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Continental Sees Autonomous Vehicles “Ready for Production” by 2020

Mega-supplier receives testing license from Nevada.

by on Dec.20, 2012

Continental offers an image of what tomorrow's autonomous vehicle might look like.

Continental, one of the world’s top automotive suppliers, has become the first company to win approval from the Nevada Department of Motor Vehicles to test autonomous vehicles on the state’s wide open highway.

With extensive stretches of good roads with little traffic, Nevada has become a popular state for testing out new autonomous vehicle technologies – which led the state to enact new rules creating a special class of license for self-driven automobiles. The first official license plate, which features an infinity symbol, was granted to Google, the tech firm taking a lead in the field. Continental is the first automotive supplier to seek and receive the special license.

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“As a company, Continental’s strategy is clearly focused on making this type of future technology a reality. It’s clear to us that automated driving will be a key element in the mobility of the future,” said Elmar Degenhart, chairman of the executive board of Continental. “As a system supplier, we are perfectly positioned to develop and launch series production of solutions for partially automated systems for our customers by 2016.”

But the goal, he said, is to take the technology even further, “ultimately (with) fully automated driving, even at higher speeds and in more complex driving situations, ready for production by 2020 or 2025.”


Highway Deaths Plunge – Creating Opportunities for Safety Suppliers

Could zero fatalities be possible?

by on Nov.10, 2009

Advanced safety technology is clearly saving lives, but still more is needed. Ford plans to launch this combination airbag and seatbelt on the 2011 Explorer.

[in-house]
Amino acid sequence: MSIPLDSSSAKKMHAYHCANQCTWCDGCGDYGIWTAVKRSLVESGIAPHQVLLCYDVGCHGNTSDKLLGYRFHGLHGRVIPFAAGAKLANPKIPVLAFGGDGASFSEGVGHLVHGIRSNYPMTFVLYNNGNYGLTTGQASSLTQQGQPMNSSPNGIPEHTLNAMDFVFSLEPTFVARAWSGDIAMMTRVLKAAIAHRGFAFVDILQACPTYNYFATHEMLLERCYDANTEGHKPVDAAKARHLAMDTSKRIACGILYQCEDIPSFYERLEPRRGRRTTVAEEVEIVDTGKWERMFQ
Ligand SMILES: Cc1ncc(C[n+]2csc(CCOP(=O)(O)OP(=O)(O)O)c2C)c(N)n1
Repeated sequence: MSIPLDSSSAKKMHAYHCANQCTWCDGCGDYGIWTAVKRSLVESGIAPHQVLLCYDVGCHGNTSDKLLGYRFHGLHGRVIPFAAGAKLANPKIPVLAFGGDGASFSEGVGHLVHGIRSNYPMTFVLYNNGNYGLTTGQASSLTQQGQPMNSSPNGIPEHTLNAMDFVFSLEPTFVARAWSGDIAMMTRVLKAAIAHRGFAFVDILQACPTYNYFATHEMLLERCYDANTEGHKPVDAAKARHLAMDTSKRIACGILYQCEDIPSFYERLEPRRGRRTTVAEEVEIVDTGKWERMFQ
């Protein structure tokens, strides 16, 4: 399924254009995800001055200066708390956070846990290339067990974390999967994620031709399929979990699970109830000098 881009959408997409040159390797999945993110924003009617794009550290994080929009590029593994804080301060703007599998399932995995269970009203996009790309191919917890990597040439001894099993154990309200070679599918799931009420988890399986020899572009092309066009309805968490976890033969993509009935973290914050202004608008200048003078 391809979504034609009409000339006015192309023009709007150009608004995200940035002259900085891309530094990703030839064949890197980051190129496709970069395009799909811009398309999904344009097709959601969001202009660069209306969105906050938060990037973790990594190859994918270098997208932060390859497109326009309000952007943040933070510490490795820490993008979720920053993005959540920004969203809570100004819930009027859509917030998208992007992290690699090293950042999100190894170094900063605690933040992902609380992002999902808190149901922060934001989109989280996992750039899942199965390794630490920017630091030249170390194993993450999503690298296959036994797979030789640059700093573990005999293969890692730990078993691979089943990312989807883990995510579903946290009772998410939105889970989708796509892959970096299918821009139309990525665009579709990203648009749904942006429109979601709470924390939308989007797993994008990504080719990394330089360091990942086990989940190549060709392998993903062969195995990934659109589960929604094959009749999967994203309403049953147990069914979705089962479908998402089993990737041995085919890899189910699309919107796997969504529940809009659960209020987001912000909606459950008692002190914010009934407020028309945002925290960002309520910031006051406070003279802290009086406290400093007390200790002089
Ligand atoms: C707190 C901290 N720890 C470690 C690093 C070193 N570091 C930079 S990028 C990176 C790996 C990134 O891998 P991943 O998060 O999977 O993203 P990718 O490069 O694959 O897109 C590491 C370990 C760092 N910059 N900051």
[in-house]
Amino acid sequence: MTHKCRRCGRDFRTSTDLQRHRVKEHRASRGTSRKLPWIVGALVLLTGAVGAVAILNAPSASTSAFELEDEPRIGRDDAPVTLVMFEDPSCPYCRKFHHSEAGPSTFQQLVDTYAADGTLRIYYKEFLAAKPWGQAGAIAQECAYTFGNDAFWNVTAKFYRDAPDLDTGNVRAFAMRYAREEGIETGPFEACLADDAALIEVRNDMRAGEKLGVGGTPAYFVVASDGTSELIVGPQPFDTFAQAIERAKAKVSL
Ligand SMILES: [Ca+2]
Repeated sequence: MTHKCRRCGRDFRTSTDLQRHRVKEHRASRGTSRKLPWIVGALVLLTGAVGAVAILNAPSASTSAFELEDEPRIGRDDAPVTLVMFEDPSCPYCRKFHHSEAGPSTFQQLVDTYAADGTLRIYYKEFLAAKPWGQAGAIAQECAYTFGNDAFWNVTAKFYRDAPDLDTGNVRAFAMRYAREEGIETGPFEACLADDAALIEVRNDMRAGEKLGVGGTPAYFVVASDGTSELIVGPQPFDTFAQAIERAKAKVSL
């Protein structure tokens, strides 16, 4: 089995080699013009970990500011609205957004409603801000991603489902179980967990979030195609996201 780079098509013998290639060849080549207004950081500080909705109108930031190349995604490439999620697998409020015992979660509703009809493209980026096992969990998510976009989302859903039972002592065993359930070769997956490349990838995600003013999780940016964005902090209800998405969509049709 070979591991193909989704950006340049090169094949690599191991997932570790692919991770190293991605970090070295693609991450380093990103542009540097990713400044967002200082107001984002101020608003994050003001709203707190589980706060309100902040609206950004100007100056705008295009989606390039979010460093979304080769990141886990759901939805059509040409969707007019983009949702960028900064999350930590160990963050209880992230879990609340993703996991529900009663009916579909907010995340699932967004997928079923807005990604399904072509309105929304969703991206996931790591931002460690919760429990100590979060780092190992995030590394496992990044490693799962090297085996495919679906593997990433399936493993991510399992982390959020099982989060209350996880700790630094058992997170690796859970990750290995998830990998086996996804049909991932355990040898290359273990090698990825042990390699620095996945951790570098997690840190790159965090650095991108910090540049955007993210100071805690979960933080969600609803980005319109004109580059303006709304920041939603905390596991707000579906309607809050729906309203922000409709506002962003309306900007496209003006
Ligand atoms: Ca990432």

Advanced safety technology is clearly saving lives, but still more is needed. Ford plans to launch this combination airbag and seatbelt on the next-generation 2011 Explorer.

How many highway deaths are too many?  At one point, not all that long ago, as many Americans were being killed on the roadways, each year, as died during the entire Vietnam War.  But in recent times, the figures have begun to fall, and surprisingly fast.

As recently as 2005, the figure stood at 43,000, according to government data, but if the current run rate holds, highway deaths should dip to 35,000 for all of 2009.  Yet there are those who believe even that figure can be slashed dramatically.

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The automotive supplier, Germany’s Continental, has outlined its own plan, which it dubs “Vision of Zero,” something Samir Salman, CEO of the company’s American subsidiary admits “is a vision, but we can get there.”  Not surprisingly, he sees the answer in the form of advanced safety technology – like the gear that Continental sells.